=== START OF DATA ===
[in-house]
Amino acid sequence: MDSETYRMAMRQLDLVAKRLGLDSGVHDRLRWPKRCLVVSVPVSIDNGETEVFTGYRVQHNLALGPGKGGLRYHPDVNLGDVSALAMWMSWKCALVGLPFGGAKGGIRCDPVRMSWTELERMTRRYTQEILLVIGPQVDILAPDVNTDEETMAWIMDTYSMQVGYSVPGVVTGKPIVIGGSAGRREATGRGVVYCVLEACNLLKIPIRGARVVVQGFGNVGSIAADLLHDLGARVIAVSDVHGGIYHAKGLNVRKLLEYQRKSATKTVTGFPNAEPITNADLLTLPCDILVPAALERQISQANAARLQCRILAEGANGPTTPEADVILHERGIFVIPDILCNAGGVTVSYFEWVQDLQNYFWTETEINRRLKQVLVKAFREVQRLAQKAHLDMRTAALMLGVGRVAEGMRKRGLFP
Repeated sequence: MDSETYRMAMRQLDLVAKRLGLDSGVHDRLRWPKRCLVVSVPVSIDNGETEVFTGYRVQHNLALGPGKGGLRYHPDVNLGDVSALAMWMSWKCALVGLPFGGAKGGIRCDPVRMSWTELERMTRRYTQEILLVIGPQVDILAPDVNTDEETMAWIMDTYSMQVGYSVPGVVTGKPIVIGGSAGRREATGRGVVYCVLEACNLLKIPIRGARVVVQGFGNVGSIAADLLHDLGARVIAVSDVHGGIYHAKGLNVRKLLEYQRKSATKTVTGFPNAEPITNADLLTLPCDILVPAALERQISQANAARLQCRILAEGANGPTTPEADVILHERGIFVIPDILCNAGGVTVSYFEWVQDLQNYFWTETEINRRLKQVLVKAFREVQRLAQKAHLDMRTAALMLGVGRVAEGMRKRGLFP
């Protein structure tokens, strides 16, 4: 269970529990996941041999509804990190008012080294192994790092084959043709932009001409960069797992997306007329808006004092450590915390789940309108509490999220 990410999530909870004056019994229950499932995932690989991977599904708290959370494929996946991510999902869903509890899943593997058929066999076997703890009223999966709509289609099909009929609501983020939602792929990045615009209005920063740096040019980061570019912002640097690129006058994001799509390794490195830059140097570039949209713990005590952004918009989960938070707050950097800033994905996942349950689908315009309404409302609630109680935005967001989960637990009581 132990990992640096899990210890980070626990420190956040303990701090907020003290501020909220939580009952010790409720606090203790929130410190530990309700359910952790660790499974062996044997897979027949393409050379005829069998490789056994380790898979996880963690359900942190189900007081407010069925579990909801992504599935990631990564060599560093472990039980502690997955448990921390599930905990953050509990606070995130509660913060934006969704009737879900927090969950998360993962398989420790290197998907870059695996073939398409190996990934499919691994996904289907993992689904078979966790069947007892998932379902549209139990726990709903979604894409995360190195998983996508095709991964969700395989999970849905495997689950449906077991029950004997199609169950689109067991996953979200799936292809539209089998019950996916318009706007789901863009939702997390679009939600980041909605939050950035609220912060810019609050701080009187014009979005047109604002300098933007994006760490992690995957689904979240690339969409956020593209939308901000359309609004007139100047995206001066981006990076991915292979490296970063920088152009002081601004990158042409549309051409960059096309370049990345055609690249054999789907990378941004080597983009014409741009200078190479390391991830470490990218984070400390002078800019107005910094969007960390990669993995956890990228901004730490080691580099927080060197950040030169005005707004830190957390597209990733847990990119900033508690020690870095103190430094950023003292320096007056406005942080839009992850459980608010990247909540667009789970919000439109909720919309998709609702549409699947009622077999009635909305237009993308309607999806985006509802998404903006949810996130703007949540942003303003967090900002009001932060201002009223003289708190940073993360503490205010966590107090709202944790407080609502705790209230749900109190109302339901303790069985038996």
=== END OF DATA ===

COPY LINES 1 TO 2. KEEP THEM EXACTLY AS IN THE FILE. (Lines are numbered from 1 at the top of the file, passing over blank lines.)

[in-house]
Amino acid sequence: MDSETYRMAMRQLDLVAKRLGLDSGVHDRLRWPKRCLVVSVPVSIDNGETEVFTGYRVQHNLALGPGKGGLRYHPDVNLGDVSALAMWMSWKCALVGLPFGGAKGGIRCDPVRMSWTELERMTRRYTQEILLVIGPQVDILAPDVNTDEETMAWIMDTYSMQVGYSVPGVVTGKPIVIGGSAGRREATGRGVVYCVLEACNLLKIPIRGARVVVQGFGNVGSIAADLLHDLGARVIAVSDVHGGIYHAKGLNVRKLLEYQRKSATKTVTGFPNAEPITNADLLTLPCDILVPAALERQISQANAARLQCRILAEGANGPTTPEADVILHERGIFVIPDILCNAGGVTVSYFEWVQDLQNYFWTETEINRRLKQVLVKAFREVQRLAQKAHLDMRTAALMLGVGRVAEGMRKRGLFP